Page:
| Aditi Mittal and (right) Kunal Rao |
Shillong, Oct. 28: Two guys, one girl and complete madness...a storm of laughter from Mumbai awaits the CALM in Shillong.
Shillong, which has rarely hosted stand-up comedians from beyond its frontiers, will unbolt its doors to three versatile and well-known prescribers of mirth — Neville Shah, Aditi Mittal and Kunal Rao — during the Creative Arts, Literary and Music (CALM) Festival, 2012.
An initiative of the Sahaki Society, a local body of professionals, the festival, a first in the Northeast, will begin on October 31 at the Sri Aurobindo Institute of Indian Culture near the picturesque Ward’s Lake and will continue till November 3.
Shah, Mittal and Rao are scheduled to add laughter to the fun on November 2 evening.
Speaking to The Telegraph from Mumbai, Shah sounded edgy, as he, along with Mittal and Rao, will be venturing into almost uncharted territory.
“Of course it is important to know the taste of the audience before we perform in front of them. For the past few weeks, we have been doing a bit of research about Shillong and its people.”
One of the tricks of the trade is to start the performance with easy jokes to enable the performers to gauge the mood and taste of the audience.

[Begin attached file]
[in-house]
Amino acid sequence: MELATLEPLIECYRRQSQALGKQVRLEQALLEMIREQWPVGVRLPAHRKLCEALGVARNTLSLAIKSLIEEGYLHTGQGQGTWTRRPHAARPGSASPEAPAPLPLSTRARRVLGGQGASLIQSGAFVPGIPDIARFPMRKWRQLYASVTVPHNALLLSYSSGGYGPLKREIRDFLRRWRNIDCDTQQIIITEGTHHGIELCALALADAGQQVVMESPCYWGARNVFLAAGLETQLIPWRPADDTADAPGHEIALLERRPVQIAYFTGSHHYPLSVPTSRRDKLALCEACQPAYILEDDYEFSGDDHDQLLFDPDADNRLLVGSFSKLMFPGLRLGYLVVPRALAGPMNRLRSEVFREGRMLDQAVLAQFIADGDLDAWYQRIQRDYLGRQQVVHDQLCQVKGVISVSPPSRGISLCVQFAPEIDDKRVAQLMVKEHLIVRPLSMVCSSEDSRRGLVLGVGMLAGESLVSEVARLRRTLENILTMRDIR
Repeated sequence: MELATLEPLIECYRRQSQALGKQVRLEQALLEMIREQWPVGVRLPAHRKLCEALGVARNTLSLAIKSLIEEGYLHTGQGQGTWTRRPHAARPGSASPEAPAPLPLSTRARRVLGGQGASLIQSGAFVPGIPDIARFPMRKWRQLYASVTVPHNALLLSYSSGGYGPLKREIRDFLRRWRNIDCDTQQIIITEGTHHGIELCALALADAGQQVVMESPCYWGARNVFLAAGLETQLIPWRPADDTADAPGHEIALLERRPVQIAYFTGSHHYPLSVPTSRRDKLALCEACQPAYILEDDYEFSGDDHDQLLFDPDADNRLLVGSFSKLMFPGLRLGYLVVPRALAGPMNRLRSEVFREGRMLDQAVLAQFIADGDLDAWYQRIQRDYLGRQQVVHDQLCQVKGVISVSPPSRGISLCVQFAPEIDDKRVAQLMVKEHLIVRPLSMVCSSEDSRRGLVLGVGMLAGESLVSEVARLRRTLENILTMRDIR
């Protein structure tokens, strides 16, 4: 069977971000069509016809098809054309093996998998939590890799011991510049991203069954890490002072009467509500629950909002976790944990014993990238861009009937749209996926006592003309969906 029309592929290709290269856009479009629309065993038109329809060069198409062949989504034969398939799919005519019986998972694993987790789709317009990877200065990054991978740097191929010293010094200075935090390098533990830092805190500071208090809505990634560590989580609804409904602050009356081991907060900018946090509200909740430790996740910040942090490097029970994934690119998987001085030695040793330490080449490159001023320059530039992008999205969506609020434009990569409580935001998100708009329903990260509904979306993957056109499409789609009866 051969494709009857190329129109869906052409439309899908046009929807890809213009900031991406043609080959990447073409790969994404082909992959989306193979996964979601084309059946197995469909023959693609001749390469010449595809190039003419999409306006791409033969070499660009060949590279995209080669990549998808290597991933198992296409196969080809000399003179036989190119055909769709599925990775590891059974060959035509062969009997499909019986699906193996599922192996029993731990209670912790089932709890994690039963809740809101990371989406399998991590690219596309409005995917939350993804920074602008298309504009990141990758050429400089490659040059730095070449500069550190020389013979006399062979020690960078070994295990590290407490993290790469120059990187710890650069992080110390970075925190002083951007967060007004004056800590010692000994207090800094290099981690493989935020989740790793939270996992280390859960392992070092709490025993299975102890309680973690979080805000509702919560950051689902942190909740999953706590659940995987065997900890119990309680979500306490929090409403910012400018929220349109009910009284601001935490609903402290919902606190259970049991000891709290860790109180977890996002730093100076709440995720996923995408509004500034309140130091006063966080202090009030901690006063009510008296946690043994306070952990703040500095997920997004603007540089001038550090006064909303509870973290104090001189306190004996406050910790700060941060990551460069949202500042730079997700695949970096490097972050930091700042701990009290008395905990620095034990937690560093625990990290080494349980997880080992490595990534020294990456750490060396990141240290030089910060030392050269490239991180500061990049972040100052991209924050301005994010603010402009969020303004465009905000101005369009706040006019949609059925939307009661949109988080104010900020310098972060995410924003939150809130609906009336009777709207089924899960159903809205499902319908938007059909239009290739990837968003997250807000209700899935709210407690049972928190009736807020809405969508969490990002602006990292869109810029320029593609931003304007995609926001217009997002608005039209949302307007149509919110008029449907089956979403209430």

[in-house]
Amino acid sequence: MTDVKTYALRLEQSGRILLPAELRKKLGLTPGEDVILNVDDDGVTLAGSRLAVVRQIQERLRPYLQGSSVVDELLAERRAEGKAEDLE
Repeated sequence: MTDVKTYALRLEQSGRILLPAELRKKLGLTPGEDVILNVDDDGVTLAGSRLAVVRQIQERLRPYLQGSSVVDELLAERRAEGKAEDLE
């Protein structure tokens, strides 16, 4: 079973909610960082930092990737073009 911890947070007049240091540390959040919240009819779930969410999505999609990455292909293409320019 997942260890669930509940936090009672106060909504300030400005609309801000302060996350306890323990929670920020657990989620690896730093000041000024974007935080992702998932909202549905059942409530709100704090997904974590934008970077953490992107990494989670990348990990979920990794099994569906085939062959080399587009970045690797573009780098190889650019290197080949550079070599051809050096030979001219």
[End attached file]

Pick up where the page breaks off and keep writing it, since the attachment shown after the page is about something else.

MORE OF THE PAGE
Though stand-up comedy is not new to a country like India, which boasts of the likes of Johnny Lever, stand-up comedy by Indians in English has been a recent trend. But according to Shah, who made his debut in New York about four years ago, English stand-up comedy is gradually burgeoning in urban India.
Comedy can be “serious” business in the cities and towns keeping in mind the presence of a young population, which is fluent in English, said Shah. “Even towns like Kochi and Coimbatore are now hiring English stand-up comedians to make their day.”
On the style of comedy, he said it would be a general observation about life around us. “It is also about politics, sport and relationships and often self-deprecating too.”
Sambha Lamarr of Sahaki Society said the whole idea behind roping in Shah, Mittal and Rao was to motivate others who shared a similar kind of talent.
“Even comedy is a creative performing art, which needs to be encouraged. Here in our place too, we do have quite a few of stand-up comedians. The whole idea of bringing Shah, Mittal and Rao is to motivate others and make them consider stand-up comedy as a career option,” Lamarr said.